And that’s a wrap. It accomplished my primary objective which was for me to know who and what Kalí is. In the course of posting these I have made several changes to the MS I sent to my copyeditor as a re-read through things. It is one of the reasons I do this.
Not sure where I am headed next, posting to this blog, that is. I’ve crept back up on “New Russia” and wrote a little yesterday but still am not entirely comfortable with what’s going on. Perhaps I’ll try some posts about non-story topics? We’ll see. Thanks for reading!
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Tell and Logan acted as witnesses while Pedro did a cover of the Wedding March on his guitar. My least dirty clothes were the best I could manage but hers… “What? This is what I wear,” was her response this morning after breakfast, standing in her rags.
Kalí said she had talked to this priest but he certainly seems uncomfortable with the whole thing. At least she left her rifle on a pew. My letter back home is going to take a little time to craft.
“No it won’t,” she said, interrupting the priest in the middle of the short ceremony.
Some moments later, following two, “I do’s,” no rings, they kissed and left St. John’s Church.
“The sheriff said he wants us back at ten-hundred,” Tell said after taking a couple of pictures of them with his phone. “That leaves us about ninety minutes. We’ve checked out so you two behave. Not sure if we want to go back to that oil patch or onto the next? What do you think, Boss?”
“Those were thieves, not wildcatters,” David said after a moment’s thought. “And you’re right, Tell, it’s a rich patch. Depending on what happens at ten, let’s get ready to head back.”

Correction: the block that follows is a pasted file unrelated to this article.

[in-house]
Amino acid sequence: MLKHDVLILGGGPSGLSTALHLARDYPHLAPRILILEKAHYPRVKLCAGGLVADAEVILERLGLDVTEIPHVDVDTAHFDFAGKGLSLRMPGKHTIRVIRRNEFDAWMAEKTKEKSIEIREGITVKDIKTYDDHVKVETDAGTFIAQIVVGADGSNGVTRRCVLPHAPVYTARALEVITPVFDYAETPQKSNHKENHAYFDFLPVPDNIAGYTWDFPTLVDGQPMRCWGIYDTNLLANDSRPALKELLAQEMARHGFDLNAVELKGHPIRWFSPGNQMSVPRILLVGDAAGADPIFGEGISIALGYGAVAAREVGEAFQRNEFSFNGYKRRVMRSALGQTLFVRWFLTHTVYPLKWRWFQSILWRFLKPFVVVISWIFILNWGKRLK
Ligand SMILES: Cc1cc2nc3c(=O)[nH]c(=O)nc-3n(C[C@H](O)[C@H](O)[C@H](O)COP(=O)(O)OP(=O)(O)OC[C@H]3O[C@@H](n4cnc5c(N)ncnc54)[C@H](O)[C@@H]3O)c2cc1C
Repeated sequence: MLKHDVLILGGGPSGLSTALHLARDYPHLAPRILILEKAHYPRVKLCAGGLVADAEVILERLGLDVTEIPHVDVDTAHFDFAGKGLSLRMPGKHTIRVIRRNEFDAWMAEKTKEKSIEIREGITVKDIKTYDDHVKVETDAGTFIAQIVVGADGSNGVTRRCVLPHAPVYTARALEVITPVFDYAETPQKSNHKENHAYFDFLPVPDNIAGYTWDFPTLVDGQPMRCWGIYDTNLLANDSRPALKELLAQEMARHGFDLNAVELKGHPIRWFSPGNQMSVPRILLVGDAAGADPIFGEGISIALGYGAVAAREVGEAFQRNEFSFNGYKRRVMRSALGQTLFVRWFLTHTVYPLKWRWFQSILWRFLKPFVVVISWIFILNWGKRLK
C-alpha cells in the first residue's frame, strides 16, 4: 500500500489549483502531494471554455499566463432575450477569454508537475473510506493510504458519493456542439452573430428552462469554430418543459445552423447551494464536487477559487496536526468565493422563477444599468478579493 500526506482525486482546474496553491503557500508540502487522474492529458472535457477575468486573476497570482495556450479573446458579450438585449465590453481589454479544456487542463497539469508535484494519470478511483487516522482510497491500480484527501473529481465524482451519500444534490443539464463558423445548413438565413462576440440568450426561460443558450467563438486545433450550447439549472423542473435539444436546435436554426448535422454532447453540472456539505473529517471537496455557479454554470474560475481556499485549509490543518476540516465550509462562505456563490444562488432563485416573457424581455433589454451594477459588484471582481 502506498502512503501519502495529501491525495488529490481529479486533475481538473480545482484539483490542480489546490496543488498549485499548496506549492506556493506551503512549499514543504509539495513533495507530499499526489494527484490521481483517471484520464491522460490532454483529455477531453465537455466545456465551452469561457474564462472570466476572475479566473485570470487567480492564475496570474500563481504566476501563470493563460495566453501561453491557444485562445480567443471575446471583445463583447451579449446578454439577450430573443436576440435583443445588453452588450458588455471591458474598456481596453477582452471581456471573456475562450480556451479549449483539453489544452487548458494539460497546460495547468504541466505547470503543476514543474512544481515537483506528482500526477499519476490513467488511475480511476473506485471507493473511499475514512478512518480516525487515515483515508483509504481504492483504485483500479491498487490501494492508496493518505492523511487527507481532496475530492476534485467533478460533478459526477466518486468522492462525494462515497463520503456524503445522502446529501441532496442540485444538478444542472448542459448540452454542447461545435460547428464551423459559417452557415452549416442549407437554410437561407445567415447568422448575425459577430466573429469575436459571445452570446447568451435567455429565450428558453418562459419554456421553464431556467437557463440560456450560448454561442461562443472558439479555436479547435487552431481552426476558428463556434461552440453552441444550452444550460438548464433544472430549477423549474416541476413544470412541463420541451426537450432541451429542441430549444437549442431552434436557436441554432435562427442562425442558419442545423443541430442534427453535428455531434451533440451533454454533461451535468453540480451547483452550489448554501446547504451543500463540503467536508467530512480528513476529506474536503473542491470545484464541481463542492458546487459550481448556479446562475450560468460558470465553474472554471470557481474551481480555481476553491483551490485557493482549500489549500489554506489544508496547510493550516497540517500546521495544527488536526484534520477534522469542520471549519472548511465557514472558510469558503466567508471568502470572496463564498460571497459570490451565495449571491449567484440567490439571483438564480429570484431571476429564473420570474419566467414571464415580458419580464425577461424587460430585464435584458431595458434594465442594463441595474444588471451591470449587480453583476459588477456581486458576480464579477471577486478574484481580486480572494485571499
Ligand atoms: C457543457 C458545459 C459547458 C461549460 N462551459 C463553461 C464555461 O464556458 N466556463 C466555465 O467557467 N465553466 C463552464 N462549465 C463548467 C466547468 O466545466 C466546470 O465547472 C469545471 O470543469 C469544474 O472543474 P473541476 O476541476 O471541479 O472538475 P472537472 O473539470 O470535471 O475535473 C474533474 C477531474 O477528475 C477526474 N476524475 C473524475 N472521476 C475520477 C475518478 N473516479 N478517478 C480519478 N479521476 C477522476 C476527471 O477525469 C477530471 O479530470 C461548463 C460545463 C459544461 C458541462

Grunts of approval were followed by an embarrassed silence. The three wandered off north.
“Ninety minutes,” his now official wife said. “More than enough.”
“What’s that, Mrs. Perry?” he smiled.
There were aluminum tanks to his right and a huge timber frame house to his left. They are not for oil. And this smells like central Texas.
A shorter man in a Field Forces uniform, but with a star on each of his shirt collars, walked out of the house with a smiling Chinese woman behind him. They came down the four steps of the wrap-around balcony and he put his right hand out.
“Arpad Rigó,” he said by way of introduction. “This is my wife, Lily.”
After shaking his hand, where are we and how did I get here, he lightly took hers.
“David Perry. Um. It seems I am your son-in-law,” he managed. “Sorry if this is so sudden.”
Lily snorted at that.
“A watchword of my family, newest son,” she smiled at him. “And my rambunctious daughter was kind enough to send warning a day ago.”
“She did?” He turned to Kalí. “You did?”
“Time is fleeting,” she ignored him and spoke to her parents. “We must go but will be back soon. I think.”
For some unknown reason, her parents took a step back.
“You must help me this time,” Kalí said, again next to him. “Think of home. Good. Now…”
He looked up at his family home, about ten miles south of Tyler. And two hundred miles away from Austin. She tugged at his left hand.
“Your family is not expecting us and knows nothing. Be concise, as you must be back with your men in an hour. Shall I wait out here?”
He let go of her hand and put his arm about her waist, pulling her close.
“We shall never be apart,” he said, leading her forward. She made a sound that could have been a cough or a laugh. “What’s that?”
“Yes, our souls are bound. But our bodies both must fulfill God’s work, husband David.” She sniffed loudly. “Fresh bread. Make me older about your first family, my love.”